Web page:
As Barack Obama assumes the mantle of the presidency and duties of the office, he has inherited from his predecessor a federal government that has a staggering national debt of more than $10 trillion, a ballooning federal deficit this year estimated at $438 billion – and a government that recently assumed responsibility for some $5 trillion of the nation’s consumer debt.
The irony is that George W. Bush, who billed himself as a conservative in the mold of Ronald Reagan, leaves a legacy of profligate federal spending, record debt and an economy in shambles.
A broad range of conservative thinkers, surveying the political and economic fallout of the two Bush terms, are openly voicing their concerns that it may take years for the Republican Party and the nation to repair the damage Bush policies have inflicted.
“Bush has added a staggering $32 trillion to unfunded government liabilities future generations of Americans will have to bear,” wrote the London Sunday Times’ Andrew Sullivan, a maverick conservative who described Bush’s economic policies as “fiscal madness.”
The huge spending increases came despite the fact that fellow Republicans controlled Congress for six of Bush’s eight years in office. And Bush did not veto a bill of any kind, including spending, until July 2006, and left office having cast the fewest vetoes of any modern president.
“Not vetoing [Democrats’] bills as the price for their support of the war meant endless red ink,” said Victor Davis Hanson, senior fellow at the Hoover Institution.
[Editor's Note: Read Part 1 of “The Bush Legacy: Conservatives Betrayed” - Go Here Now]
Leading conservative activist Richard A. Viguerie, publisher of ConservativeHQ.com, told Newsmax: “When Bush and the Republican Congress broke their commitment to the American people to govern as conservatives, they lost their moral authority and subtly sent signals that no one has to be obligated to keep commitments or be fiscally responsible.”
And Wall Street Journal columnist John Fund told Newsmax: “Where Bush fell down, I think, was — partly because of the war — he decided he was going to let Congress take control of the spending levers.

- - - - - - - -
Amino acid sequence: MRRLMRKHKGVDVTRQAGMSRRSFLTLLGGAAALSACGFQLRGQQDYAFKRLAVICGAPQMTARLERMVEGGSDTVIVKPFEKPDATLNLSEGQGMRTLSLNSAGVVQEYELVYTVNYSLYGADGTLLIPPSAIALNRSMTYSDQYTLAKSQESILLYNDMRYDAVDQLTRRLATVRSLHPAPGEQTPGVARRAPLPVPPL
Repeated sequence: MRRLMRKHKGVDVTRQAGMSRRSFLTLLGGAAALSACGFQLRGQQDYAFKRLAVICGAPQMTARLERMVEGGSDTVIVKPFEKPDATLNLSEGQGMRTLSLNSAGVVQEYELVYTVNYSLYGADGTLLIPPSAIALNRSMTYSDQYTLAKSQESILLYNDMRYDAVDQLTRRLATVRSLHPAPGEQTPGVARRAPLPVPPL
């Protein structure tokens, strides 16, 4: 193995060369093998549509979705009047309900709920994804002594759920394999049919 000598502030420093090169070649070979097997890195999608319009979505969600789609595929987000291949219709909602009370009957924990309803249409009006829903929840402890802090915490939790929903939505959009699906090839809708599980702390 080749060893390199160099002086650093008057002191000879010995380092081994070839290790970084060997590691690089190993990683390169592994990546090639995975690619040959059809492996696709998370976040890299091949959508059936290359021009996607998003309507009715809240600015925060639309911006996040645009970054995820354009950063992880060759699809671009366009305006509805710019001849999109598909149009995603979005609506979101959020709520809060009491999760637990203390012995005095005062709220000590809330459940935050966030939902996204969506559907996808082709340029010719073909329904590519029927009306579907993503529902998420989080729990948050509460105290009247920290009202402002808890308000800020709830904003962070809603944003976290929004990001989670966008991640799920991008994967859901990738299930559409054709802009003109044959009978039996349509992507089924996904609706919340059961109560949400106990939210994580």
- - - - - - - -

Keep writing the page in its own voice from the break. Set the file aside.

“Giving Congress control over spending, without a check from the presidential veto pen, is like giving teenagers car keys and a bottle of whiskey and asking them to behave – they’re just not going to do it.”
In Bush’s favor, he did cut taxes in 2001 and 2003 for many Americans. Like Reagan’s tax cuts in the 1980s, they worked, increasing economic activity and boosting government revenues. But unlike President Reagan, he failed to control the unbridled growth in spending. A grim look at Bush’s eight years:When Bush was elected in 2000, the federal government had a surplus of more than $200 billion. By the end of his first year in office, that had dropped to just over $100 billion, and the government has run deficits every year since then.
The federal budget deficit hit a new record in the just-completed 2008 budget year — $438 billion, according to the Congressional Budget Office.Bush’s first budget asked for $2 trillion in spending. For his last budget, the figure was $3.1 trillion — a 50 percent rise in eight years. During the same period, inflation climbed only 20 percent.
Even during his first term, when Republicans controlled Congress, Bush had an annualized real growth in discretionary spending of 8 percent, compared to 4.6 percent for Lyndon Johnson’s “Great Society” spending spree.When Bush took the oath of office in 2001, the national debt stood at $5.7 trillion. As Bush departed Washington on Tuesday, it had grown by almost $5 trillion to more than $10.6 trillion – a quantum increase of nearly 100 percent. Today, each American shares a burden of $34,800 for this debt.
And Americans are paying for it in taxes. Interest on the debt in just the first nine months of the current fiscal year was nearly $400 billion. And a quarter of that outlay went to other countries that hold our debt instruments.
“Nowhere does there seem an awareness that the ideas [Bush] absorbed at his father’s knee and the Harvard Business School,” columnist Patrick Buchanan wrote, “had resulted in the de-industrialization of his country, an enormous and growing dependency on Japan, China and Asia for the essentials of our national life, and, now, for the borrowed money to pay for them.”Bush oversaw the greatest increase in discretionary social spending in history, beginning with the No Child Left Behind program that he proposed as soon as he took office. That program alone has added billions to the federal government’s education funding, which rose from $42 billion in 2001 to nearly $60 billion last year. Bush signed the bill providing prescription drug coverage for Medicare recipients. That program was originally projected to cost $400 billion over 10 years. More recent estimates put the cost at $725 billion through the year 2015.President Bush placed the United States on a global interventionist path for the elusive goal of “democracy.” The U.S. has now spent more than $800 billion on the Iraq war, with estimates of the ultimate cost as high as $4 trillion.